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Dutch museum artworks may be Nazi loot, probe by Netherlands Museum Association reveals
"Where possible the museums will try to make contact with relatives or heirs of the original owners," it said on its website.
THE HAGUE (AFP).- A probe by Dutch museums revealed Tuesday that 139 of their artworks may have been stolen or forcibly acquired by the Nazis during World War II, many from Jewish owners.

Around a quarter of the 162 Dutch museums that took part in the probe into art acquisitions between 1933 and 1945 have objects with "potentially problematic history", the Netherlands Museum Association said.

The questionable objects consist of 69 paintings, two sculptures, 31 decorative art object, 13 Jewish ritual objects and 24 drawings.

The probe's findings were announced to coincide with the launch of a website www.musealeverwervingen.nl which details the objects and their histories, with the aim of getting help to complete missing information.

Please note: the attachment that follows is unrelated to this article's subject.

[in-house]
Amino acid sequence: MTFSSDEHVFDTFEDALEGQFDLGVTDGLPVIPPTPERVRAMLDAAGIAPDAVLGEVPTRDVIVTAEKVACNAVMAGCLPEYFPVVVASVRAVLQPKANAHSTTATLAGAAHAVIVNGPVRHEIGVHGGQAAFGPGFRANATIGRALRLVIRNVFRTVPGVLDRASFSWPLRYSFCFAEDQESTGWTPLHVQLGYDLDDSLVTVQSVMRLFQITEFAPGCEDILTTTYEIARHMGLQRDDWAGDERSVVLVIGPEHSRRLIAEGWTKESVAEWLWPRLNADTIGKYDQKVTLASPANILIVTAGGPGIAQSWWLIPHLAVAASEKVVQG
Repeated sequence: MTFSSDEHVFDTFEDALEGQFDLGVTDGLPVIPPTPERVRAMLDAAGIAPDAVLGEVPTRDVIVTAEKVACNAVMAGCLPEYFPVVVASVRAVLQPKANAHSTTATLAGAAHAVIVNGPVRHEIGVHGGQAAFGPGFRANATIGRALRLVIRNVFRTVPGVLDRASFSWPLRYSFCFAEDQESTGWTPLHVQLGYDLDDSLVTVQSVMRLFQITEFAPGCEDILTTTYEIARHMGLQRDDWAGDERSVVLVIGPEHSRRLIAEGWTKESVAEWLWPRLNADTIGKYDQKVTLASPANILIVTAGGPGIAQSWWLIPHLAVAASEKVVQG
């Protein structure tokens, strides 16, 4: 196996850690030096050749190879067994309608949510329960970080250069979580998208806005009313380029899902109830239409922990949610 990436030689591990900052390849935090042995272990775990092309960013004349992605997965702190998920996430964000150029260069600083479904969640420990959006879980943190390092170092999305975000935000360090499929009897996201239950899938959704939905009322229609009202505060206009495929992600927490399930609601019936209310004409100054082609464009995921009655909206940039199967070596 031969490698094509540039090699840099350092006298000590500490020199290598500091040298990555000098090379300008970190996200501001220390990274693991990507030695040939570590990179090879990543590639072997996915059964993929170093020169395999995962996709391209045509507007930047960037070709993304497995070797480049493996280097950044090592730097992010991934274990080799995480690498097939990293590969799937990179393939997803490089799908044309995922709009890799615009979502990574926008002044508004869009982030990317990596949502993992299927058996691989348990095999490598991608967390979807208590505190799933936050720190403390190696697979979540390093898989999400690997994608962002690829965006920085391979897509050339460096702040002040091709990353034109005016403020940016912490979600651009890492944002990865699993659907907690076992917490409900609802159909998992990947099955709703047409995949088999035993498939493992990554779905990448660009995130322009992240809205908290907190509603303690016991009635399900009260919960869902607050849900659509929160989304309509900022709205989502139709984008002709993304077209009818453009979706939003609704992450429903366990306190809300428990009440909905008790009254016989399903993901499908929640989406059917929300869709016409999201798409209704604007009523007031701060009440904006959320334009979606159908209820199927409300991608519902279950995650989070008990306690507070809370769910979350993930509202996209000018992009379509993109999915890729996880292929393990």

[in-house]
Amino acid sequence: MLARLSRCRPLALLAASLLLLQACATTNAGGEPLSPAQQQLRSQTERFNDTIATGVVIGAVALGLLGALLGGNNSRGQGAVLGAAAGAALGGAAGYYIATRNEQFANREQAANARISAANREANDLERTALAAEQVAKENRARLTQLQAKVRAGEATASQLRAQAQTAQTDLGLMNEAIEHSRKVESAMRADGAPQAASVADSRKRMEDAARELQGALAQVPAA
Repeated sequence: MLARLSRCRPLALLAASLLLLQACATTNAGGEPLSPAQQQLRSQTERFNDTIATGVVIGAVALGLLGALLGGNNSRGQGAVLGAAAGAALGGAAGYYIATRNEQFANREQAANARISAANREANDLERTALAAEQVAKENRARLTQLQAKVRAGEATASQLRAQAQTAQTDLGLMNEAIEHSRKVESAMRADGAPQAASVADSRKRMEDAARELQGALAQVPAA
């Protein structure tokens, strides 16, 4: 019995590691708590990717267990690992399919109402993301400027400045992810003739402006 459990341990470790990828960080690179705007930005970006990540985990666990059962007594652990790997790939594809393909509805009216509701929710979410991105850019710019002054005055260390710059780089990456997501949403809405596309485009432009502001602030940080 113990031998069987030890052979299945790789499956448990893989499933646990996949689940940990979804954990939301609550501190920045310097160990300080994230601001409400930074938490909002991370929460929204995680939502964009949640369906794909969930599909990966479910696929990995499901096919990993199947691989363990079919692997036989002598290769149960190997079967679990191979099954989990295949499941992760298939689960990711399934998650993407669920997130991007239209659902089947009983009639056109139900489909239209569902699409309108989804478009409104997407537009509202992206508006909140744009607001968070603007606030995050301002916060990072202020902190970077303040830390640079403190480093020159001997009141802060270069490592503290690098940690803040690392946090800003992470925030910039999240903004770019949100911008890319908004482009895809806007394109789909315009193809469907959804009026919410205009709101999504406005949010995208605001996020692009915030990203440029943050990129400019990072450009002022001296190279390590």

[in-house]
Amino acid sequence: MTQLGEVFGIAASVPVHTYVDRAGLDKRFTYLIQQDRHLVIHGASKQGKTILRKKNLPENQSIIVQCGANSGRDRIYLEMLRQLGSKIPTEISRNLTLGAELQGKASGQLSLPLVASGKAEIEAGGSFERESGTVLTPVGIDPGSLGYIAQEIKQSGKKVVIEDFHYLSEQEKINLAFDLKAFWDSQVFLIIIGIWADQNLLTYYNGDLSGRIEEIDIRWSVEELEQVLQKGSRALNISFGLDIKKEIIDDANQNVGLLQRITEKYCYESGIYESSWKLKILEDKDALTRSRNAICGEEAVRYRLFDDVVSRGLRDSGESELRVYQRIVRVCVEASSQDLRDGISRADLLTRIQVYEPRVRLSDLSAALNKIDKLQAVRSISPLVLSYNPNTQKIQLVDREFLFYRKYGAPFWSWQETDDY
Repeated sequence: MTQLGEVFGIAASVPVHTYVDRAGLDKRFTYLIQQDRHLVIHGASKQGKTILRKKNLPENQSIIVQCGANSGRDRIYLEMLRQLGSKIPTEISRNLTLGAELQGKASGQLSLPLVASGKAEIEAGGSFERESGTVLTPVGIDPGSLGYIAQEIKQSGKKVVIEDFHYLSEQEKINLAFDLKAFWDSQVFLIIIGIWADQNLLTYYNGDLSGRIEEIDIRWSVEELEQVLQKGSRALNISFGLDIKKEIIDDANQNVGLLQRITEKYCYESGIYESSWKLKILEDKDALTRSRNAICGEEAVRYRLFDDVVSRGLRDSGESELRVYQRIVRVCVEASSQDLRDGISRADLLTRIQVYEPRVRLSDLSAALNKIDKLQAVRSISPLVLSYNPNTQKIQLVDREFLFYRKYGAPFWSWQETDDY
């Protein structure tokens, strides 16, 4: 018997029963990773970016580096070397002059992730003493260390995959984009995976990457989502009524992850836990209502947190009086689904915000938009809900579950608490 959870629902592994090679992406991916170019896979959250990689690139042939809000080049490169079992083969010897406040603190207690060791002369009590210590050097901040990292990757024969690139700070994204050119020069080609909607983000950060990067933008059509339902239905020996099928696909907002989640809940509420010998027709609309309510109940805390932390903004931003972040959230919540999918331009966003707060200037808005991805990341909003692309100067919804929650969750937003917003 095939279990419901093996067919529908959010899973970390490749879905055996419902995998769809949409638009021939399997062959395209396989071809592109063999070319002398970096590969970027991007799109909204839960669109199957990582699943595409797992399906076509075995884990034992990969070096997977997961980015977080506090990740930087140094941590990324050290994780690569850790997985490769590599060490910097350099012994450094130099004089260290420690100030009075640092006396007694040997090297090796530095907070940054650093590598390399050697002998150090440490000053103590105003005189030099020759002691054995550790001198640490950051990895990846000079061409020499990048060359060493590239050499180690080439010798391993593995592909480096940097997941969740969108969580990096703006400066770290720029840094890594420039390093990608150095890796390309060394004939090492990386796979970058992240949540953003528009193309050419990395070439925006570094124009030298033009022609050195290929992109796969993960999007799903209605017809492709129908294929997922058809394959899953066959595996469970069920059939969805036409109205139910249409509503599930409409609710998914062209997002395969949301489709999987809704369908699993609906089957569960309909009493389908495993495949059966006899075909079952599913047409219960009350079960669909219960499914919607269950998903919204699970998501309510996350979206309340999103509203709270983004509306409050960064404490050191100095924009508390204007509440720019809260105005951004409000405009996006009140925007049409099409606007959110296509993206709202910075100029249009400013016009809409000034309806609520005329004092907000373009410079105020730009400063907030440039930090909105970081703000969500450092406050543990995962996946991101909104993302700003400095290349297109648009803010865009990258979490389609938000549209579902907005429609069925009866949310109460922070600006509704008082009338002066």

"The Museum Acquisitions research from 1933 gets to the heart of what museums do: studying their collections and telling the story to the public," said the project's director, Siebe Weide.

"It was no easy task, but our museums always realised the importance of the research. The fact that much time has passed since the end of the Second World War should not be a reason not to do the research," Weide said.

Names of the original owners have been attributed to 61 objects, the association said.

"Where possible the museums will try to make contact with relatives or heirs of the original owners," it said on its website.





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